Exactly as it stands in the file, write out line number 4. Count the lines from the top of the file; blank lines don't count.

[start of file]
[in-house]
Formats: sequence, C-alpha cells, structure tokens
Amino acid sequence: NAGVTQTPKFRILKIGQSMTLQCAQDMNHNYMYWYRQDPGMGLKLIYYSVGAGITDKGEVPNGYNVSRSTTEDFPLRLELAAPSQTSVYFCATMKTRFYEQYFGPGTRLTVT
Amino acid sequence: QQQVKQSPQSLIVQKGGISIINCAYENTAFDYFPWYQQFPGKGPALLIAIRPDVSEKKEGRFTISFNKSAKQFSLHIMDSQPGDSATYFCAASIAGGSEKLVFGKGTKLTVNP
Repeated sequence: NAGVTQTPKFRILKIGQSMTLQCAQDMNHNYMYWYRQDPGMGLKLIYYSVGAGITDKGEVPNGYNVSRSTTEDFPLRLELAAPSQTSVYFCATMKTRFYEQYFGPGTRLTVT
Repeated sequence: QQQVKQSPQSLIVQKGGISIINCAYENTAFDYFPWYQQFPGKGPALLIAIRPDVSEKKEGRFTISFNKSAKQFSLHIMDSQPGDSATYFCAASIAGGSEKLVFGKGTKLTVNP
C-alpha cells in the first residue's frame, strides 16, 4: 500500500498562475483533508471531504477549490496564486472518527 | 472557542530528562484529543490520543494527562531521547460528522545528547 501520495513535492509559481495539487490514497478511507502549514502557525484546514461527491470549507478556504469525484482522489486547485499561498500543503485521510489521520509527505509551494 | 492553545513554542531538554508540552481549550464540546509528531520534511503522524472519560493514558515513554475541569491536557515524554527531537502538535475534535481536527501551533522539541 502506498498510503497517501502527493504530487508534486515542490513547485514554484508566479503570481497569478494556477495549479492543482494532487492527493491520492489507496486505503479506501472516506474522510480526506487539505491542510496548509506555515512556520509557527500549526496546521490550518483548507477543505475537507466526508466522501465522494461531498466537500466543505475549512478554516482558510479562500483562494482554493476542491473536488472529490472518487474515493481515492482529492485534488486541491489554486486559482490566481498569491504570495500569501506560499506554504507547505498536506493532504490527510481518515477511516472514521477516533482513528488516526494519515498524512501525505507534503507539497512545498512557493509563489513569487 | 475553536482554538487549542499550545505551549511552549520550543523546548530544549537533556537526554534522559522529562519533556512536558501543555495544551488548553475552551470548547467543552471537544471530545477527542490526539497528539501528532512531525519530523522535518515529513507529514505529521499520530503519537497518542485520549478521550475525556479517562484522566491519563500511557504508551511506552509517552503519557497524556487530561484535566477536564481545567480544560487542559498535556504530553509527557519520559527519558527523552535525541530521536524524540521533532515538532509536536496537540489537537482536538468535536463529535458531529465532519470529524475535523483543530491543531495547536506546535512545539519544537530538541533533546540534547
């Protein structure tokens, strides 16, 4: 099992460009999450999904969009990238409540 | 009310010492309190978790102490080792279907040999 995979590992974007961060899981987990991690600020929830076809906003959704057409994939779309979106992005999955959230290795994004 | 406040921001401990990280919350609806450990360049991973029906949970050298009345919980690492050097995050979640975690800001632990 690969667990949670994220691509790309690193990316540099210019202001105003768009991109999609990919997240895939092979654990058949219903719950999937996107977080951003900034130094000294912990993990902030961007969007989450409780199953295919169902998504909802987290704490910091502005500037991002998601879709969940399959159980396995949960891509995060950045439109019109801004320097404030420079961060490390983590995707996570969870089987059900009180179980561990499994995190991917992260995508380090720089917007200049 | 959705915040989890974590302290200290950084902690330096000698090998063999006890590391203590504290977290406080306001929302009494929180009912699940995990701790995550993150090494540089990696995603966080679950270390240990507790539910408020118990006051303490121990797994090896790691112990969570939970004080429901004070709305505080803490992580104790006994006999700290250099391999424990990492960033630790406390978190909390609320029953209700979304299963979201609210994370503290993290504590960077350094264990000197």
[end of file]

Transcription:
Amino acid sequence: QQQVKQSPQSLIVQKGGISIINCAYENTAFDYFPWYQQFPGKGPALLIAIRPDVSEKKEGRFTISFNKSAKQFSLHIMDSQPGDSATYFCAASIAGGSEKLVFGKGTKLTVNP